Hundreds of Syrian children say they cannot imagine leading a life in their war-torn country, with many citing discrimination and poverty as main factors, a new report says.
The 40-page study, released on Tuesday by Save the Children, comes as Syria marks 10 years since the beginning of its bloody war, now widely seen as a proxy conflict.
The war began shortly after Syrians in 2011 joined a wave of anti-government Arab Spring uprisings taking place across the region. In response, authorities launched a brutal crackdown on dissent.
Millions fled the country, and hundreds of thousands have since been killed.
The report, Anywhere but Syria, includes testimonies from 1,900 youths between the ages of 13-17 in Syria, Jordan, Lebanon, Turkey and the Netherlands.
While one in three displaced children inside Syria would rather be living in another country, 86 percent of refugees interviewed said they would not want to return home.
â€˜All about warâ€™
Those who fled their homes are struggling to feel safe where they are now, with many reporting feeling discriminated against and left without adequate education. According to the report, many feel they have no say over their future.
Lara*, a seven-year-old girl who fled her home in Idlibâ€™s Maarat al-Numan three years ago, now lives in an overcrowded camp with her family. She says her future became â€œall about warâ€.
â€œI wish to live in any country other than Syria, where itâ€™s safe and there are schools and toys. Itâ€™s not safe here, the sound of dogs scares me and the tent is not safe,â€ she said.
Idlib, the last rebel-held bastion in the countryâ€™s northwestern region, was dubbed a â€œdumping groundâ€ for evacuees who fled government offensives in other parts of Syria.
Similarly, 12-year-old Nour* in northeast Syria was forced to flee her hometown in Aleppo during the war, and was out of school for several years.
â€œWar made me reach the age of 11 without knowing how to read or write,â€ she said from al-Hol camp, the largest in the war-torn country with more than 60,000 people, according to UN figures. More than 80 percent of its inhabitants are women and children.
Those displaced inside Syria also felt the least connected to their communities, the report said. They were â€œsignificantly more likely to report having experienced discriminationâ€ than their peers in Jordan or Lebanon, despite being in their country of origin.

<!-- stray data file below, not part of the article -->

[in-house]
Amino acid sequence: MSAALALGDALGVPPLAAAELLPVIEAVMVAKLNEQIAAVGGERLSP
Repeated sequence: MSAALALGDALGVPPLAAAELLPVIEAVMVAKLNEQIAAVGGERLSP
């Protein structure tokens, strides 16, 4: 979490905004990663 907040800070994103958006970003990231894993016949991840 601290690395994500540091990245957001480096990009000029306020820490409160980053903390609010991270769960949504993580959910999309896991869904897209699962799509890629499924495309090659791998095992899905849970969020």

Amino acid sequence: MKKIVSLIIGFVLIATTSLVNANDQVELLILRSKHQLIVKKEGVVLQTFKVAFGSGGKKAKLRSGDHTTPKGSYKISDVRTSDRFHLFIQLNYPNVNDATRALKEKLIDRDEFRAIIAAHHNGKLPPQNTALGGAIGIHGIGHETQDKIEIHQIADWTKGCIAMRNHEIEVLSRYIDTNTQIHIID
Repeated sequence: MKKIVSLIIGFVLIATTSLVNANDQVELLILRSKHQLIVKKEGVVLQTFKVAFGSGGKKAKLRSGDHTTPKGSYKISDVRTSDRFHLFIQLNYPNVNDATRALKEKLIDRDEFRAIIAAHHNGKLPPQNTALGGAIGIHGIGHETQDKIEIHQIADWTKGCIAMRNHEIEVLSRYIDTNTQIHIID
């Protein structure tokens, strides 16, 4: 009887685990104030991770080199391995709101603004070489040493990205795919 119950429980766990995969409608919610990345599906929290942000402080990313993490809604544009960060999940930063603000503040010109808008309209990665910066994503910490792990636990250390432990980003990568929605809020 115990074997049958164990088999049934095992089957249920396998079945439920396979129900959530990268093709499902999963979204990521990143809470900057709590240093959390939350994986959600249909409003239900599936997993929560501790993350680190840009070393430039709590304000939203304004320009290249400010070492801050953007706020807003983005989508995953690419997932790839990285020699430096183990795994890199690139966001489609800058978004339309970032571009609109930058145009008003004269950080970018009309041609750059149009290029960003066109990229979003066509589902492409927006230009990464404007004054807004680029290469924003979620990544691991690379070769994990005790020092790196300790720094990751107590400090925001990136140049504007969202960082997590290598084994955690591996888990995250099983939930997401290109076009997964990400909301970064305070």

In Syria and Lebanon, young girls specifically spoke about â€œgeneral injusticeâ€ in society that leads to discrimination and inequality and mentioned the need for â€œstronger legislationâ€ to ensure people are treated equally, the report added.
â€˜They donâ€™t want usâ€™
It is especially hard for children to thrive in Lebanon, the report found, which has been gripped by an economic crisis, political instability, coronavirus outbreaks, and the effect of last yearâ€™s devastating explosion in Beirutâ€™s port.
Nada*, 17, was born in Syria but now lives in Akkar, a district in northern Lebanon.
â€œI donâ€™t want to go back there. I donâ€™t want to go back and live in Syria again,â€ she said. â€œI donâ€™t want to stay in Lebanon either. No matter where I go. If we go to school, they bully us and tell us they donâ€™t want us.â€
Meanwhile in Jordan, 36 percent of refugee children of school age are not enrolled in any formal or informal education system. Like in Lebanon, about 80 percent of refugees in Jordan live below the poverty line.
In contrast, in the Netherlands, 70 percent of Syrian children saw a â€œpositive futureâ€, and all surveyed received an education. Those who wanted to stay cited language, education, economic opportunity and â€œfreedomâ€ as reasons.
â€œThrough the course of this research, three main topics emerged as contributing to the experience of psycho-social safety for Syrian children growing up in displacement: access to meaningful future opportunities; a sense of connectedness; and agency in decision-making,â€ the report concluded.
In its recommendations, Save the Children called on â€œall stakeholdersâ€ to protect Syriaâ€™s children from the physical and psychological violence.
â€œSyrian children have a right to grow up in an environment where they are free from constant fear for their safety, are not forced to live in displacement and fear of further uprooting, and are no longer discriminated against simply because of where they come from,â€ it said.
It also called on governments â€“ including in Syria and in hosting countries â€“ to increase opportunities for resettlement to third countries for those refugees with urgent protection needs.
Names marked with an asterisk* have been changed to protect identities